Indians were known to impale women on rough-cut stakes, or cut their heel tendons and leave them in the wilderness. One of the Comanche’s favorite techniques in torture was to cut off the victim’s eyelids and bury him up to his chin in the blazing sun. Another was to stake him out spread-eagle on top of a bed of red ants, after first removing some of his more private parts, putting them in his mouth, and sewing his lips together.
More on torture:
The Native Americans massacred more people than their white opponents. A massacre is a specific incident in which a military force, mob, or other group kill many people—and the perpetrating party is perceived as in total control of force while the victimized party is perceived as helpless or innocent. Some massacre estimates of the recorded atrocity’s from 1511 to 1890 come to 7,193 dead Indians and 9,156 dead whites.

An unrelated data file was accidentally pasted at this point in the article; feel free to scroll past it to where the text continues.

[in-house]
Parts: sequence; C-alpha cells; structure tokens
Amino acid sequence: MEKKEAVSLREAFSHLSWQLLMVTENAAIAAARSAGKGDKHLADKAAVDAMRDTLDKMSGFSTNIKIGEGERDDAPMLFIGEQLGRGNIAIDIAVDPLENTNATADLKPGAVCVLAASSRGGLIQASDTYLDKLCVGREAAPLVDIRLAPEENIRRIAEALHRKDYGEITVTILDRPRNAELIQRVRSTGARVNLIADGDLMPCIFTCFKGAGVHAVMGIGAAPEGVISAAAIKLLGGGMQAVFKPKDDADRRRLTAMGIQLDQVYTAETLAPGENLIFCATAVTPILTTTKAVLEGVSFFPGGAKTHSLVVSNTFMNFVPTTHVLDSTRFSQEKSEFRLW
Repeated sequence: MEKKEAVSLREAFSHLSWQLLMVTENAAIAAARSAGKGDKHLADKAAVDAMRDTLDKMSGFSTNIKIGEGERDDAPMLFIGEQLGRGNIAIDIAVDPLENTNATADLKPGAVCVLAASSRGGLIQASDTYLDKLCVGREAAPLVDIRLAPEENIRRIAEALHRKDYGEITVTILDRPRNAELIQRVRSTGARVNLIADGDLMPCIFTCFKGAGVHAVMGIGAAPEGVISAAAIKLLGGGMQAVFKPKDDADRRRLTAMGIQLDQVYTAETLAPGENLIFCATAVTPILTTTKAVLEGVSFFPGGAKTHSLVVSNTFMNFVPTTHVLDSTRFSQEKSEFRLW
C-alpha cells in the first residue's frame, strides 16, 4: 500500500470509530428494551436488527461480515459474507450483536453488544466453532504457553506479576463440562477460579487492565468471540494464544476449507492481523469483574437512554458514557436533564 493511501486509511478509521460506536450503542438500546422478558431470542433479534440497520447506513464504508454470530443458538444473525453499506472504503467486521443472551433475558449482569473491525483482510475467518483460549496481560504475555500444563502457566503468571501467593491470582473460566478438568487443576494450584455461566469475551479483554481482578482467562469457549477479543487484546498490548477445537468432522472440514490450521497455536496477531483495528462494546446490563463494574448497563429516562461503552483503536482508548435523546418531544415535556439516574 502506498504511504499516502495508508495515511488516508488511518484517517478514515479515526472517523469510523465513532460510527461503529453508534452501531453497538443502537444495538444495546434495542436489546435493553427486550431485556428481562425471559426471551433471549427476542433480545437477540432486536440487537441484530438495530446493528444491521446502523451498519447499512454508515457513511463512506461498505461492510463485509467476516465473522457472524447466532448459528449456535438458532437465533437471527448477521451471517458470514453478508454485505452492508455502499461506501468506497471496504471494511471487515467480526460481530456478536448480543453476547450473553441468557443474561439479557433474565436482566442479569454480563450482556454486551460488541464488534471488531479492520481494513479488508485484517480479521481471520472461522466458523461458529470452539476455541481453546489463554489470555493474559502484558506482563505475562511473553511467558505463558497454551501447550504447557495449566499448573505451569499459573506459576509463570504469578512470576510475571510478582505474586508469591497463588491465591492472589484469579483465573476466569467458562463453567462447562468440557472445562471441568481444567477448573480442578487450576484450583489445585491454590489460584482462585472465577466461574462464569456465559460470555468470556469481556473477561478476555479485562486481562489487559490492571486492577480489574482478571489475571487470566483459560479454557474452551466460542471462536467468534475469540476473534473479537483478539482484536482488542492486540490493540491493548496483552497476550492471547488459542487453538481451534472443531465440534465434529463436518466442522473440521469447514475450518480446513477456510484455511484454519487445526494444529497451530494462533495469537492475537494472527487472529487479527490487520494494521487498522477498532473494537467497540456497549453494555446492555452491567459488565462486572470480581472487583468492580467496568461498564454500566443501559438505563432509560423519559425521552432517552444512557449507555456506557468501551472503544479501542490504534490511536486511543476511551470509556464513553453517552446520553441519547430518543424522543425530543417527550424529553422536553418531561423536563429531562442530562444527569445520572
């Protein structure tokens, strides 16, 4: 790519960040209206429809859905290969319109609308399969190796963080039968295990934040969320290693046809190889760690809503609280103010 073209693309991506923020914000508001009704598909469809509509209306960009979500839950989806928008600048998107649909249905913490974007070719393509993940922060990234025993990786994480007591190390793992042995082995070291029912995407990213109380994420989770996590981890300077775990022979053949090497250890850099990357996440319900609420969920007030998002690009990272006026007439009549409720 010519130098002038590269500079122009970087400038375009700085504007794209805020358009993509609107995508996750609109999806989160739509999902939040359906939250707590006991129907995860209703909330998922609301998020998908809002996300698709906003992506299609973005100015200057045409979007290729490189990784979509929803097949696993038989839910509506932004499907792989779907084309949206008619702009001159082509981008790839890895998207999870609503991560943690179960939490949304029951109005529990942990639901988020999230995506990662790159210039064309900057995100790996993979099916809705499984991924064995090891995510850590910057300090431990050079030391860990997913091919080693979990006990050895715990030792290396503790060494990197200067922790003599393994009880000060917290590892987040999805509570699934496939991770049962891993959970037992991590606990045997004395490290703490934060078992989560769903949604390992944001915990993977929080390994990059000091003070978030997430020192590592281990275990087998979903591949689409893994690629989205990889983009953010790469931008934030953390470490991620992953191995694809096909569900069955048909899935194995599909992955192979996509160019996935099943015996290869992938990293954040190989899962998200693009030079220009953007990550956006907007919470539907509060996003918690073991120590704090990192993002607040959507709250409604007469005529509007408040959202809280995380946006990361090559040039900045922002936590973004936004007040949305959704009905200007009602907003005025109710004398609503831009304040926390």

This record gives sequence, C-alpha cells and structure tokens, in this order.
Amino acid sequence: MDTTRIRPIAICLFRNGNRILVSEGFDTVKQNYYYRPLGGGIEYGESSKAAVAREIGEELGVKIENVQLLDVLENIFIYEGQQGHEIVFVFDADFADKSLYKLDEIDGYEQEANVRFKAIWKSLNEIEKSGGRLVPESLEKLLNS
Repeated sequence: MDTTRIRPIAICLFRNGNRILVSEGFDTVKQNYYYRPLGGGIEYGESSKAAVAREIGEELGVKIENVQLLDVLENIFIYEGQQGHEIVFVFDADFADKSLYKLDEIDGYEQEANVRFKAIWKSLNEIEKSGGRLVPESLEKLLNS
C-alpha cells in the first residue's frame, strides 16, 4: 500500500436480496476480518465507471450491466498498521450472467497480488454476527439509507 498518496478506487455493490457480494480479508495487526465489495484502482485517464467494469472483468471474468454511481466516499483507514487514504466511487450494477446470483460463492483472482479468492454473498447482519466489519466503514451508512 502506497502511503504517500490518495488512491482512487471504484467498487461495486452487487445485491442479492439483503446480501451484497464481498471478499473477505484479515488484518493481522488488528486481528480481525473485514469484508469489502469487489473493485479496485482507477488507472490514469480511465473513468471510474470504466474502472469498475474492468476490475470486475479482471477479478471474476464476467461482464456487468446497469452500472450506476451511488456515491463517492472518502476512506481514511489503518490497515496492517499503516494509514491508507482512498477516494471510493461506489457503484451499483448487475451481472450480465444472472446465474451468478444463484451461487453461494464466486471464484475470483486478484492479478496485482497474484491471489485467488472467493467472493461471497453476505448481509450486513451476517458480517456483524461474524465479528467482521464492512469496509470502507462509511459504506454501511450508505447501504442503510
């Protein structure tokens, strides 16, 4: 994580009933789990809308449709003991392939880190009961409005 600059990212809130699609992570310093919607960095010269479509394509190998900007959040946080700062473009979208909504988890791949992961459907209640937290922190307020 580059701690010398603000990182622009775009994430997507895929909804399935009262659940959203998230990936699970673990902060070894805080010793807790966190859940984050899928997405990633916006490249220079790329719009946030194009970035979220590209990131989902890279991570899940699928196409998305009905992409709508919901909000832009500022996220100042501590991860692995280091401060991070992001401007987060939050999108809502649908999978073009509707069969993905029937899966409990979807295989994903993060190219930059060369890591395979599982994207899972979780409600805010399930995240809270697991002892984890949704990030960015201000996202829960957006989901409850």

Ultimately the American Indians lost. As was customary for 14,000 years in North America, the conquerors acquired the land. Indeed, the conquered usually lost territory and/or got assimilated or they moved to some other place. It’s the nasty business of being conquered in that day and age.
Yes, there is much more to the story and even though the Native Americans suffered greatly because of European cruelty and duplicity, they were hardly innocent, angelic victims. No side emerges with completely clean hands.
Wear an Indian Headband